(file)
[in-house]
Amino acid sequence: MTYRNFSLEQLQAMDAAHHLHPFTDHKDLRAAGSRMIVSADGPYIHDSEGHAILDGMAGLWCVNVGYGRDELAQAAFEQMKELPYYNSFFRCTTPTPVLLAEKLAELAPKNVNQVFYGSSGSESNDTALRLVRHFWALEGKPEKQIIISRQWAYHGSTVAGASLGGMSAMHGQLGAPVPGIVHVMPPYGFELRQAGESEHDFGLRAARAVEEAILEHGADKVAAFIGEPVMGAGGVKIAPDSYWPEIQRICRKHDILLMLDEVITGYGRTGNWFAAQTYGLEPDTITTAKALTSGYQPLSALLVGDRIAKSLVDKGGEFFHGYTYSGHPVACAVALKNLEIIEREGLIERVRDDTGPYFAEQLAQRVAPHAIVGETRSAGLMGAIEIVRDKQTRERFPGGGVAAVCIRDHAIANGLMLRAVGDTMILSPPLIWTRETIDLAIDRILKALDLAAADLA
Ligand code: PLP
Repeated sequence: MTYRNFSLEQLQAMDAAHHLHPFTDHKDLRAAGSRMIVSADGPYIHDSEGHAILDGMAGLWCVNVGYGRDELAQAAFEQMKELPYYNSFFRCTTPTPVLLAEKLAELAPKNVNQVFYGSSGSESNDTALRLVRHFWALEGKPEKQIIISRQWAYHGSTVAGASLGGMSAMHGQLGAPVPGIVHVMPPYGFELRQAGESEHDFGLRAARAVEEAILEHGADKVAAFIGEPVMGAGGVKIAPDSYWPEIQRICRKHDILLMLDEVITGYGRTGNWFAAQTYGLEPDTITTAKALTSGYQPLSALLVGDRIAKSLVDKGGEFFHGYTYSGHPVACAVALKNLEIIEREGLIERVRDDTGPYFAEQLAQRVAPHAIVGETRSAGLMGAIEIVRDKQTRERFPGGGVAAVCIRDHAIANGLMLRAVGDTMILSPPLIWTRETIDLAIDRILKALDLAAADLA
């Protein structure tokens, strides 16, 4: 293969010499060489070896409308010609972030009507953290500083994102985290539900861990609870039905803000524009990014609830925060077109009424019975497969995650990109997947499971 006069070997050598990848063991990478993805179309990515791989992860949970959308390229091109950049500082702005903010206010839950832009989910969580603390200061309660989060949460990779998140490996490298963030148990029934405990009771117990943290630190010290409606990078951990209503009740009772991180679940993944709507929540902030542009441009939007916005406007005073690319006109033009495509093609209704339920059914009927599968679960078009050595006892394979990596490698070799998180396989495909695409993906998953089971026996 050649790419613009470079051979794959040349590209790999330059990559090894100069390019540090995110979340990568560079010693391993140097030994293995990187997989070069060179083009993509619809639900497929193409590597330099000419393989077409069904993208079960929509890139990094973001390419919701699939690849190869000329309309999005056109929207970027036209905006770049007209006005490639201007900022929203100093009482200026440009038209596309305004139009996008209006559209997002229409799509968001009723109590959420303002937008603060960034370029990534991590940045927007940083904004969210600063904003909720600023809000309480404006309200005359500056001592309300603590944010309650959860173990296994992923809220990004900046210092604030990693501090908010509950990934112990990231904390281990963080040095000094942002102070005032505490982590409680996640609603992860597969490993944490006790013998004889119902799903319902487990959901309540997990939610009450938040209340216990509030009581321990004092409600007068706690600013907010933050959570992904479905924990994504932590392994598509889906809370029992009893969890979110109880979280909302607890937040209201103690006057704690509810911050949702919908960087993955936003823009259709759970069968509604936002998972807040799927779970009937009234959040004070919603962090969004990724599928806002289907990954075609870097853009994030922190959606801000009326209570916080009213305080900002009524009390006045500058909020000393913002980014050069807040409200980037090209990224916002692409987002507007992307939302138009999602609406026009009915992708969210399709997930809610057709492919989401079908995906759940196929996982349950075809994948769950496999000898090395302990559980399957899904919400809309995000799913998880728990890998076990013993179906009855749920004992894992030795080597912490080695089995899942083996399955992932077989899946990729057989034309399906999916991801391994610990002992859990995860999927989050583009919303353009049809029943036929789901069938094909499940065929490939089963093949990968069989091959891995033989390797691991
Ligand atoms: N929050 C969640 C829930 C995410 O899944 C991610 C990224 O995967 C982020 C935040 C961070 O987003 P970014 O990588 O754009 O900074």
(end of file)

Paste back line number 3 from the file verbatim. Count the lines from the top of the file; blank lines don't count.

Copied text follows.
Ligand code: PLP